Susan DuFresne, Integrated Kindergarten Teacher [Special Education and General Education] in a Title 1 School, Co-Author of Teachers’ Letters to Bill Gates
Nancy Bailey says
Thank you Susan.
I appreciate your comment and I love your optimism!
I think you are absolutely right about the mainstream media…and about teachers. I was thinking about how teachers are portrayed in the media and by the reformers. At the local level I know you are right. Parents want good teachers and they resent how teachers are being treated. Near where I live there is a concerted effort to close schools, fire teachers and replace them with Teach for America…like a lot of other places. Most parents don’t like it.
As far as school integration, I believe, and check me on this, that the push to integrate schools like I observed in the 80s and 90s, was dealt a blow with the 2007 Supreme Court decision rejecting integration plans in Seattle and Louisville. http://seattletimes.com/html/localnews/2003766015_webrace28m.html. After that you quit hearing about school rezoning. But I might just not be in the know. If someone knows of schools being integrated in their communities NOW I would like to hear….
I’m not sure if counts are done in schools anymore. Perhaps they are done but why would it matter without integration? Why would charter schools, considered public due to public funds, be permitted? Do they have race counts? It doesn’t look like it.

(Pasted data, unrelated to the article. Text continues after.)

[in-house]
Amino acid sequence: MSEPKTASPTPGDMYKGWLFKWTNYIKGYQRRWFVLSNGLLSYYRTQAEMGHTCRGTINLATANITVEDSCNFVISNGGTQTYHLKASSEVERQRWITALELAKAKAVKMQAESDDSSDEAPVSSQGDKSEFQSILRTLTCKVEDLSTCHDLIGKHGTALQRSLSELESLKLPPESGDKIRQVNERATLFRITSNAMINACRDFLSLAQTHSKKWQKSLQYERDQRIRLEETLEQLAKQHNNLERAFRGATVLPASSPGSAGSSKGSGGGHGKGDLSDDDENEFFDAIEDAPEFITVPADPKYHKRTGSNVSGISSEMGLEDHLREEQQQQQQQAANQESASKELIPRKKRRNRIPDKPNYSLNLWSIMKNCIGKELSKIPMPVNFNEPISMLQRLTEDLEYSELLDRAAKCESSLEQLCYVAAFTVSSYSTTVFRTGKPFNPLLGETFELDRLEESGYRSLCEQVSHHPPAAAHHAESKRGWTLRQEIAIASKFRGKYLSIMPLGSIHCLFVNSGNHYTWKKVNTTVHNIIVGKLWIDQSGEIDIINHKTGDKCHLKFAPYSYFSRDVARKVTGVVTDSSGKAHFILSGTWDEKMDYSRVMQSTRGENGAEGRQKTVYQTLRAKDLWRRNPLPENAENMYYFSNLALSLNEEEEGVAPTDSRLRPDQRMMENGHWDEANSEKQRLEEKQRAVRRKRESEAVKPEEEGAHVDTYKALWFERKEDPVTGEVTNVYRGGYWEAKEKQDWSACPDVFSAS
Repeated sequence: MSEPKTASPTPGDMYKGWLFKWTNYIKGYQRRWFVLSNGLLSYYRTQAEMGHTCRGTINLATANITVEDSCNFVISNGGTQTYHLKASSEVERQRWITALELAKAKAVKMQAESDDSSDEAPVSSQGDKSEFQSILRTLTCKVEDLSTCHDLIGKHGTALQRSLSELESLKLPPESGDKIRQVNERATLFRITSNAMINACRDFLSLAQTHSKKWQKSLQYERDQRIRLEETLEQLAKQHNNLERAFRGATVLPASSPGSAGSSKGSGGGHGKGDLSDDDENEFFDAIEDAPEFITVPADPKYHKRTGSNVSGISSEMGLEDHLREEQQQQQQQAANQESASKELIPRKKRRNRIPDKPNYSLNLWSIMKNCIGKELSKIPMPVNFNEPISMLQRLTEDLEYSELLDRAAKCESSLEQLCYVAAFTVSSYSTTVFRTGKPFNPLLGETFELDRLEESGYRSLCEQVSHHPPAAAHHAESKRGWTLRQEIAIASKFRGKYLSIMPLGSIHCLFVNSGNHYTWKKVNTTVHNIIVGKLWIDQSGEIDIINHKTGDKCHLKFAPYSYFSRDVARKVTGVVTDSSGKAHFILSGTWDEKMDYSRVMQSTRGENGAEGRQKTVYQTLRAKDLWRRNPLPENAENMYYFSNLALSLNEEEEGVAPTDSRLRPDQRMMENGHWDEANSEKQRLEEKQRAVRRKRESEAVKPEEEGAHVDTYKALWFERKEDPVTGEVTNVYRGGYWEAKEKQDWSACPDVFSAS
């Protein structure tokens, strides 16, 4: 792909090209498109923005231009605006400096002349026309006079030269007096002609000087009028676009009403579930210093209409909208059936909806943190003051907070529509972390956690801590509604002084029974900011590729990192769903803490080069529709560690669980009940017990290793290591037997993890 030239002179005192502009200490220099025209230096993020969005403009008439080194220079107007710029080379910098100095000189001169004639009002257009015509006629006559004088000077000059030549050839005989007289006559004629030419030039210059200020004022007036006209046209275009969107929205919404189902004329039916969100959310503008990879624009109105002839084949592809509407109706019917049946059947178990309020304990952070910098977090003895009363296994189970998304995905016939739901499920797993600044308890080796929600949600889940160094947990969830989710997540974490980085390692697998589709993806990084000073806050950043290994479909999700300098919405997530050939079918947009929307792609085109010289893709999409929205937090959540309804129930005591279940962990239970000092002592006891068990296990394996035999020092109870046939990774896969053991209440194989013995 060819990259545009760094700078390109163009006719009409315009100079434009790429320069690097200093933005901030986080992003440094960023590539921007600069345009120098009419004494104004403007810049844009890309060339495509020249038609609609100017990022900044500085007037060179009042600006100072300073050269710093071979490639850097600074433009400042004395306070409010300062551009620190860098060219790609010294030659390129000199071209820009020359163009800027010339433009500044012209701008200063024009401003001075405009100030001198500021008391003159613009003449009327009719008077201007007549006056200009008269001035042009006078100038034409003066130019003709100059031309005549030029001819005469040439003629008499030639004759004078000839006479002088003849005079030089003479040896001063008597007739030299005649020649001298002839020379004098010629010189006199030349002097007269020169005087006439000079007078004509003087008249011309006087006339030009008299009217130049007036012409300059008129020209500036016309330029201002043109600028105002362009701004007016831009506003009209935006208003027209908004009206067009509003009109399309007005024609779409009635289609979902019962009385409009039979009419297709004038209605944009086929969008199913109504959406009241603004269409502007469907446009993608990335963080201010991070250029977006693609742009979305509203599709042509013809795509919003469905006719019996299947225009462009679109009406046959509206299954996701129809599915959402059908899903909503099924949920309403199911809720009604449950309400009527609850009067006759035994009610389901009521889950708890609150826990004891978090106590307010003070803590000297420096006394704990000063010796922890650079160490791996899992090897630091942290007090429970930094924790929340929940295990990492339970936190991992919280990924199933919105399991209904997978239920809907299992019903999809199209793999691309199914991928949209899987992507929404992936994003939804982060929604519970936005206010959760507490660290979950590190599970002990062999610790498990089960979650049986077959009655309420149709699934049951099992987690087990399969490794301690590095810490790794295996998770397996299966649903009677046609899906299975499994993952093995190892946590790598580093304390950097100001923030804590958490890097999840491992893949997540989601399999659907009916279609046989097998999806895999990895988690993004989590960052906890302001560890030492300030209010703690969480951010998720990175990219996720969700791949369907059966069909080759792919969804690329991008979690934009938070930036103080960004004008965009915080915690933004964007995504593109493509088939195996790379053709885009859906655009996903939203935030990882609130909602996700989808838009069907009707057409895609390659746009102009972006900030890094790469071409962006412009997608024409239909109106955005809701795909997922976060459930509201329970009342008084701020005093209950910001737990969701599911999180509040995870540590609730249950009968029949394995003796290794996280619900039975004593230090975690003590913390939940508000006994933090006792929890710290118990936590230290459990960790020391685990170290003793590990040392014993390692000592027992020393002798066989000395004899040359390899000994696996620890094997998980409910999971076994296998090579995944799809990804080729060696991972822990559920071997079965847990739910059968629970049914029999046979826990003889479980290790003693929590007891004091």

Eric Holder–that is an interesting point. We always focus on Arne Duncan. Although the president loves charter schools.
John Nolan says
As long as the concept of “separate but equal” remains a myth, we will never come together as one.
These are OUR children and every child deserves the highest quality public education regardless of the color of their skin, their family situation, or their economic status.
Nancy Bailey says
I agree John, and thank you for posting. It is sad to see reforms that claim disadvantaged children (and public schools in general now) need tougher standards. I’m thinking of my favorite quote from educator Deborah Meier, “the best way to improve test scores was to do for all children even more of what we already did for wealthy children.”
In Schools We Trust: Creating Communities of Learning in an Era of Testing and Standardization by Deborah Meier p.142
Virginia Terry says
So well put. Thank you! You made my day.
Nancy Bailey says
I’m glad, Virginia. Thank you for your comment!